There were a few things I underestimated when I thought of left to pick up a cubic yard of soil. First, it the company was located quite a ways up the Ortega Highway, probably about 45 minutes away from home. Second, I didn't realize how much a cubic yard of soil actually is. This was made abundantly clear when the bulldozer dropped the atomic load into the rented U-Haul truck. The F-150 quickly turned into a low rider, and I became terrified that I may become the not-so-proud owner of a broken down U-Haul. Fortunately, the Heavy-Duty did it's duty and made it home.

Finally, I underestimated the amount of time it would actually take unloading the material. It took me a solid two to three hours of digging and dragging to get all the material out of the truck and into the garden bed. Lesson learned, it's always best to outsource this work to the experts. I was grateful that I was able to clean the truck out completely and return it in one piece!

After a couple weeks, we have some growth in the garden bed with room to spare. We have pinto beans, beets, carrots, and kale. We haven't harvested it yet, but it's doing very well, and I'm fairly proud of the results.

While the initial costs of installing the Tower Garden and the garden bed was pretty steep, I believe that within a year, once we have a good rotation of veggies growing in both, we will break even and then begin saving money on produce. Additionally, our veggies will be fresher than anything we have ever purchased at a store, and we will have the satisfaction that we have benefited from our own hard work.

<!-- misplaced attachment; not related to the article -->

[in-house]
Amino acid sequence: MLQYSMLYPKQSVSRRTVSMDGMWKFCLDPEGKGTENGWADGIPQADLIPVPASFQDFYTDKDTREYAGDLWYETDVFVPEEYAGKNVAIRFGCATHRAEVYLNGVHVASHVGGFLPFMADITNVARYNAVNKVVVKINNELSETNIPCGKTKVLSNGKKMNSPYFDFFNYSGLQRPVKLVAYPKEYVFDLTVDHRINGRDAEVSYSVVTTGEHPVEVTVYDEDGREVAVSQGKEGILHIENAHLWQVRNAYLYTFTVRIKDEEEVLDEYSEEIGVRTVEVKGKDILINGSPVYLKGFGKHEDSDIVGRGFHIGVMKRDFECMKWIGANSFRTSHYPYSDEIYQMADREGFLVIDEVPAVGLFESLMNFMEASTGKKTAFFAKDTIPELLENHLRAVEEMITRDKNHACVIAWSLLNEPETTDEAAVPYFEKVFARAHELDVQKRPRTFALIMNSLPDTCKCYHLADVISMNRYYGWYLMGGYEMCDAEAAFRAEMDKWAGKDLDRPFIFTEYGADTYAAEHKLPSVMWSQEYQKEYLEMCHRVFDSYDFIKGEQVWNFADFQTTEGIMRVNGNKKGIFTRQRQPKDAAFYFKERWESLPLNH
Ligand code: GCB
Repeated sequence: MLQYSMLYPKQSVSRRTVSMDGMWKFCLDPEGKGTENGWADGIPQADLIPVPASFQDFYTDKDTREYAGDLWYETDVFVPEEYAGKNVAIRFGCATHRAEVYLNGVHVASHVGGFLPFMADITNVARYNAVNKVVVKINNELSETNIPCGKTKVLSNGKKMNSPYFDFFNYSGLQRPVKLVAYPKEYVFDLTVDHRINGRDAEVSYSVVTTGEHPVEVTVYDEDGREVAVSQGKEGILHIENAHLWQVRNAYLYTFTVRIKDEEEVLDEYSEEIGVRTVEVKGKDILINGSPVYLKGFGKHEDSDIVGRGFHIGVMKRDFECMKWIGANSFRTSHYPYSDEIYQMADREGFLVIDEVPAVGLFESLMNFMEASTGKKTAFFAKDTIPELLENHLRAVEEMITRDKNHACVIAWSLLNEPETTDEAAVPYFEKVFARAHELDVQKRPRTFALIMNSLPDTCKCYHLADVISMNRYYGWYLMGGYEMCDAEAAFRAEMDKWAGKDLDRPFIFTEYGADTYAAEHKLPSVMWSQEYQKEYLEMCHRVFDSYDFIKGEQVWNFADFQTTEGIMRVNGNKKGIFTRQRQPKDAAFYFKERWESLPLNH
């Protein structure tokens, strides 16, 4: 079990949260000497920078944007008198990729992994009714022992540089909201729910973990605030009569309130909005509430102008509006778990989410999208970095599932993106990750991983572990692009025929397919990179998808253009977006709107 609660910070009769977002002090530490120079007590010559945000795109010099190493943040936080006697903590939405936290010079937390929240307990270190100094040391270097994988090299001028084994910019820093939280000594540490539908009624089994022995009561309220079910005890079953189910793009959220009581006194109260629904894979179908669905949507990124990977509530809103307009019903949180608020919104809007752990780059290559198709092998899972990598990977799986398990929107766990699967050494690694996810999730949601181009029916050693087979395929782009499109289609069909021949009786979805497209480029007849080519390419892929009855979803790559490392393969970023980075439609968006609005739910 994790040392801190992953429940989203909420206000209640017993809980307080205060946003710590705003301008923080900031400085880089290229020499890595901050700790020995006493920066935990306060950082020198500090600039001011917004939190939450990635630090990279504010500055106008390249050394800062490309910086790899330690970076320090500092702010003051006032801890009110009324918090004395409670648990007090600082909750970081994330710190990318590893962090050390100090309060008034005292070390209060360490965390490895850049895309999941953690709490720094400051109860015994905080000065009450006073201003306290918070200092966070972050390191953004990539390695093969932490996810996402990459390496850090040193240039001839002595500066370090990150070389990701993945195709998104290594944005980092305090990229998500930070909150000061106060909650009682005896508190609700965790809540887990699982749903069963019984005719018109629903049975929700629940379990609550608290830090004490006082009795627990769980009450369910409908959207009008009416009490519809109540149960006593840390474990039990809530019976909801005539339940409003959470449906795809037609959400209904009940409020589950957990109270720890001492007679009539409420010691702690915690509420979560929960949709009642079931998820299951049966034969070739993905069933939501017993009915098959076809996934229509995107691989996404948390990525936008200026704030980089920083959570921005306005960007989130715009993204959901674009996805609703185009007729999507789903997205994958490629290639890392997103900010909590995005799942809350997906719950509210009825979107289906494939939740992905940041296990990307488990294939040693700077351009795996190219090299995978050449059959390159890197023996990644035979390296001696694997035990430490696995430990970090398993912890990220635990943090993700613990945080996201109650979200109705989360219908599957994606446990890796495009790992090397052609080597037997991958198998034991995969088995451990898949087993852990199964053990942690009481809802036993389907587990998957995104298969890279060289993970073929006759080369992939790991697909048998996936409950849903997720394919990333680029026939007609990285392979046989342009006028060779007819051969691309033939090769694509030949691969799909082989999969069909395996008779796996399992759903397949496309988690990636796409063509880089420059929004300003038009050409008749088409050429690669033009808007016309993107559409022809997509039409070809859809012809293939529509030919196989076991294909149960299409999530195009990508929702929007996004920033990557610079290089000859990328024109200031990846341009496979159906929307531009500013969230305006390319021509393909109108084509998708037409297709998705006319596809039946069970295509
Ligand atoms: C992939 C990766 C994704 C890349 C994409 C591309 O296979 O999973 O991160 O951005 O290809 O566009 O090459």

I don't want to sugar coat it, it's important to note that it is not easy to be self sufficient with regard to growing all our own food. On the contrary, it takes a lot of time, energy, and planning. It requires us to plan the seasons so we know what to grow when, it requires that we replace the water and nutrients in the Tower Garden multiple times per week, and that we keep those pesky varmints away. But like anything else, it's mostly a change in behavior.

It's all in the question of what's most important to you? With everything we choose to spend time on in our busy lives, what many of us choose to put at the back of the list is health. Many of us spend little or no time looking at where our food comes from, how it's prepared, or even how long it's been on the shelf (or how it's even able to stay on the shelf that long). When it comes to our health, nothing can be more important than what is going into (and thus what is affecting) our bodies. A little extra work can make a world of difference. Until next time, be in good health!